I know quite a few introverts who are having existential crises during quarantine because they’re craving social interaction like they never have before. It’s not that they’ve suddenly become extroverted, it’s simply the fact that we are all wired for a minimum amount of human connection and right now no one is getting that required amount.
Humans don’t just like social interaction, we need it. And, when we don’t get it there are very real physiological effects.
WHAT’S HAPPENING PHYSIOLOGICALLY
You’re Experiencing a Traumatic Event - We are all experiencing a joint traumatic event together without the ability to truly grieve or cope together due to necessary isolation. Your body is experiencing the same physical effects that accompany all forms of trauma - unbalanced chemicals in the brain, heightened cortisol levels for an extended period of time, and your “fight or flight” section of your brain is online 24/7. Studies on previous pandemics found that up to 30% of quarantined individuals suffered from PTSD after the quarantine orders were over.
WHAT TO DO: Seek professional help through tele-therapy. Reach out to your therapist (or give me a call) to schedule a time to talk weekly and navigate this traumatic time together.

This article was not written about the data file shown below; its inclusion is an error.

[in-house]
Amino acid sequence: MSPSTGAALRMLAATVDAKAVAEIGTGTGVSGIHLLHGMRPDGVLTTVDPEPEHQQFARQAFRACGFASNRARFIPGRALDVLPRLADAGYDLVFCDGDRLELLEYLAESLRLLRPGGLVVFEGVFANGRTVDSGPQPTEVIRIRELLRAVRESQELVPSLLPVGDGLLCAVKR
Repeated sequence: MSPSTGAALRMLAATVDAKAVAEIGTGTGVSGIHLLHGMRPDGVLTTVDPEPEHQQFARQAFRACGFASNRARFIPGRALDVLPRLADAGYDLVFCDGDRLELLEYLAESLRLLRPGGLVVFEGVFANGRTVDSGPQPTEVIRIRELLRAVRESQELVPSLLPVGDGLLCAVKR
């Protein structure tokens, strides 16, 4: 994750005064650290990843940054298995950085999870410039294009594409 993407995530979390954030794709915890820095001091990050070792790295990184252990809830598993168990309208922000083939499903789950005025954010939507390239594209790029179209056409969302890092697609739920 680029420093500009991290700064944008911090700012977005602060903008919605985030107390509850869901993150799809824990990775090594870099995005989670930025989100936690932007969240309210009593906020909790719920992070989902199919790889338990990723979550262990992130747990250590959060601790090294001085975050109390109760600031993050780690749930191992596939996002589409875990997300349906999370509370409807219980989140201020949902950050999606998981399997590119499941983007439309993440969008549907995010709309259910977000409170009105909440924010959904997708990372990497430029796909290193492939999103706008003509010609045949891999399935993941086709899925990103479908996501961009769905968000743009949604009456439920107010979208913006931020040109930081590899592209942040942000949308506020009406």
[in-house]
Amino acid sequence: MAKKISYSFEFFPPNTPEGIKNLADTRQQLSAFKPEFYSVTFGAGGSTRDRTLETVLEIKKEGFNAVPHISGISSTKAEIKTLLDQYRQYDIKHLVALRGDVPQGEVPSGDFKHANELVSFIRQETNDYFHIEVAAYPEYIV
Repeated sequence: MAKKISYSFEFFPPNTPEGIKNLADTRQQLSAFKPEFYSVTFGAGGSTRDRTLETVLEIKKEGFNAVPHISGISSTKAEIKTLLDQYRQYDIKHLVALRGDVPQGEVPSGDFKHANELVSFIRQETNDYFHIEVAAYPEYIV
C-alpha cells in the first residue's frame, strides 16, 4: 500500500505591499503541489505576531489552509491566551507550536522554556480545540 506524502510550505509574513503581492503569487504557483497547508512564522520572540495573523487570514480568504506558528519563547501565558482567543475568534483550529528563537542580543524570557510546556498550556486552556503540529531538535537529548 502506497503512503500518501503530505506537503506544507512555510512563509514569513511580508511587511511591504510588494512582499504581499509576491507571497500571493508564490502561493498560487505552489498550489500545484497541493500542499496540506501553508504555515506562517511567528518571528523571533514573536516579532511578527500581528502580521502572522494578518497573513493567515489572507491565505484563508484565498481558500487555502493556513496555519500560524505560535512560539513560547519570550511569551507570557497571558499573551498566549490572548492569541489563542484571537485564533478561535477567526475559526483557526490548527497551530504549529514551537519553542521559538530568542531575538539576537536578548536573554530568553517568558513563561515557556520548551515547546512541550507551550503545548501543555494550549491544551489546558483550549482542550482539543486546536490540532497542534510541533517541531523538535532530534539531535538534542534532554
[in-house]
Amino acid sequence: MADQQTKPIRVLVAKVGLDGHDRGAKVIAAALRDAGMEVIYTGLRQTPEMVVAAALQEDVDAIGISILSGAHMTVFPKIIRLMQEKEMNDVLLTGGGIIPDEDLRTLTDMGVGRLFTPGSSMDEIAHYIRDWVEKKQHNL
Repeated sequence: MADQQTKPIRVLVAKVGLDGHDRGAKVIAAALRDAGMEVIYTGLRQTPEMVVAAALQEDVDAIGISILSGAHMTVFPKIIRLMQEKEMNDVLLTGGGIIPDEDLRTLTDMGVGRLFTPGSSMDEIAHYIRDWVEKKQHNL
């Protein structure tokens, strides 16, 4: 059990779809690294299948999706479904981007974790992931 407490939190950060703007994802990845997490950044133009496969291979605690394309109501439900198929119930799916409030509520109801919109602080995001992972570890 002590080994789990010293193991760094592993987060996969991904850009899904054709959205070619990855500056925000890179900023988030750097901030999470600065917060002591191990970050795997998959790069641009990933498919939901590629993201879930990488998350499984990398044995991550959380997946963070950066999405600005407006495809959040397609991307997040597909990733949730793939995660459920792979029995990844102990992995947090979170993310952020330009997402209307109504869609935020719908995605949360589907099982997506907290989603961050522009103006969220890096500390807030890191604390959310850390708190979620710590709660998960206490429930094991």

Lack of Movement Can Cause Muscles Atrophy - Studies have shown that just two weeks of inactivity can begin to negate gains to your heart and muscle mass. Even if you weren’t hitting the gym every day before quarantine, you still probably had a much higher level of physical activity than you do now. Muscle atrophy is the process by which muscles waste away due to lack of physical activity and we are all, most likely, experiencing this to some degree during quarantine.
WHAT TO DO: Keep moving! Set aside at least 30 minutes each day to get your heart rate up and move your body. This could look like a walk outside with your dog, a guided workout video, or a local hike.
Note: There is NOTHING wrong with gaining weight during quarantine. Your body will likely go through many different changes during this time and adding a few extra pounds does NOT need to be on your list of worries. Be kind to your body and to yourself.
Your Soul is Starving - This one may sound dramatic but it is actually true! Humans are made for connection, our physical well being depends on it. Professor of psychology and neuroscience, Julian Holt-Lunstad, says “If we think about loneliness as this adaptive response, kind of like hunger or thirst, it’s this unpleasant state that motivates us to seek out social connections just like hunger motivates us to seek out food”. In other words, your soul is hungry for connection and the pain, loneliness, and general discomfort we are all feeling right is just our body’s way of telling us what we need.
WHAT TO DO: Keep reaching out to others. It may be a little while until we can all be together in person again, but don’t let physical distance stop you from connecting with friends. Call your loved ones on the phone or set up a daily facetime with family to re-connect.
We are all going through this tragic time together and we will all make it through this together. If there is anything at all that I can do to help you during this time please out via email at firstname.lastname@example.org or call my office at (310) 614-0323.